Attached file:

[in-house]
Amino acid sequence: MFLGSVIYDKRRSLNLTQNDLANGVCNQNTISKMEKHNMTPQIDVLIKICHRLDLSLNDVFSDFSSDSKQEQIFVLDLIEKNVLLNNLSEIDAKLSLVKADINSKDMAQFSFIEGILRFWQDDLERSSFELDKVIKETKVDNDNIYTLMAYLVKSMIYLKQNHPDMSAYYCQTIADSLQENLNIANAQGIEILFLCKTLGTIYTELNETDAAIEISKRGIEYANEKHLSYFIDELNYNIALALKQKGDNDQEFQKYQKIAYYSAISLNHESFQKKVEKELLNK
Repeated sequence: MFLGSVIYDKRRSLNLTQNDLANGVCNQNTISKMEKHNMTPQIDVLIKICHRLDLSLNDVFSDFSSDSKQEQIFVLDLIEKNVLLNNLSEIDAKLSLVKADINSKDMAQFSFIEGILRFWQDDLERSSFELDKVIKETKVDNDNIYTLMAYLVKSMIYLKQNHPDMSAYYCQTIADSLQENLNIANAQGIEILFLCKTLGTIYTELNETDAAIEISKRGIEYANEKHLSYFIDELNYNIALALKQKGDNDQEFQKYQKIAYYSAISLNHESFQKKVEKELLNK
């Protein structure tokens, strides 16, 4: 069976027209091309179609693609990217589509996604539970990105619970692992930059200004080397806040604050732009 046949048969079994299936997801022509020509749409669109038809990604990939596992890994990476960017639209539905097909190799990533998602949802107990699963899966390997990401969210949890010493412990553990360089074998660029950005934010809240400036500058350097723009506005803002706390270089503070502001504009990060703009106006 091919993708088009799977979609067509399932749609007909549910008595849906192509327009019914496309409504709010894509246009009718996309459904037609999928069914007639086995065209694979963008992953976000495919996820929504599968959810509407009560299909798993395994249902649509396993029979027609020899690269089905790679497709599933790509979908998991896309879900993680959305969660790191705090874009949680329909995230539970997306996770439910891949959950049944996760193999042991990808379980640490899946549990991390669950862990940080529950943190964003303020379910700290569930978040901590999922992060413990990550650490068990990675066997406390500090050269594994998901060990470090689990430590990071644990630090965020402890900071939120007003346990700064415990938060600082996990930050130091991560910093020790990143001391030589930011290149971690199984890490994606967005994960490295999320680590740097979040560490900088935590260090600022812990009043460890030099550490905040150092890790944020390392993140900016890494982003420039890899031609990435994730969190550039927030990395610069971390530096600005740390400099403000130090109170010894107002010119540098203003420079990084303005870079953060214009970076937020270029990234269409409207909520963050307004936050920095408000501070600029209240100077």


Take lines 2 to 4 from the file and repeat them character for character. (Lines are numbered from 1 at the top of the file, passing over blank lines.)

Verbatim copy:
Amino acid sequence: MFLGSVIYDKRRSLNLTQNDLANGVCNQNTISKMEKHNMTPQIDVLIKICHRLDLSLNDVFSDFSSDSKQEQIFVLDLIEKNVLLNNLSEIDAKLSLVKADINSKDMAQFSFIEGILRFWQDDLERSSFELDKVIKETKVDNDNIYTLMAYLVKSMIYLKQNHPDMSAYYCQTIADSLQENLNIANAQGIEILFLCKTLGTIYTELNETDAAIEISKRGIEYANEKHLSYFIDELNYNIALALKQKGDNDQEFQKYQKIAYYSAISLNHESFQKKVEKELLNK
Repeated sequence: MFLGSVIYDKRRSLNLTQNDLANGVCNQNTISKMEKHNMTPQIDVLIKICHRLDLSLNDVFSDFSSDSKQEQIFVLDLIEKNVLLNNLSEIDAKLSLVKADINSKDMAQFSFIEGILRFWQDDLERSSFELDKVIKETKVDNDNIYTLMAYLVKSMIYLKQNHPDMSAYYCQTIADSLQENLNIANAQGIEILFLCKTLGTIYTELNETDAAIEISKRGIEYANEKHLSYFIDELNYNIALALKQKGDNDQEFQKYQKIAYYSAISLNHESFQKKVEKELLNK
């Protein structure tokens, strides 16, 4: 069976027209091309179609693609990217589509996604539970990105619970692992930059200004080397806040604050732009 046949048969079994299936997801022509020509749409669109038809990604990939596992890994990476960017639209539905097909190799990533998602949802107990699963899966390997990401969210949890010493412990553990360089074998660029950005934010809240400036500058350097723009506005803002706390270089503070502001504009990060703009106006 091919993708088009799977979609067509399932749609007909549910008595849906192509327009019914496309409504709010894509246009009718996309459904037609999928069914007639086995065209694979963008992953976000495919996820929504599968959810509407009560299909798993395994249902649509396993029979027609020899690269089905790679497709599933790509979908998991896309879900993680959305969660790191705090874009949680329909995230539970997306996770439910891949959950049944996760193999042991990808379980640490899946549990991390669950862990940080529950943190964003303020379910700290569930978040901590999922992060413990990550650490068990990675066997406390500090050269594994998901060990470090689990430590990071644990630090965020402890900071939120007003346990700064415990938060600082996990930050130091991560910093020790990143001391030589930011290149971690199984890490994606967005994960490295999320680590740097979040560490900088935590260090600022812990009043460890030099550490905040150092890790944020390392993140900016890494982003420039890899031609990435994730969190550039927030990395610069971390530096600005740390400099403000130090109170010894107002010119540098203003420079990084303005870079953060214009970076937020270029990234269409409207909520963050307004936050920095408000501070600029209240100077």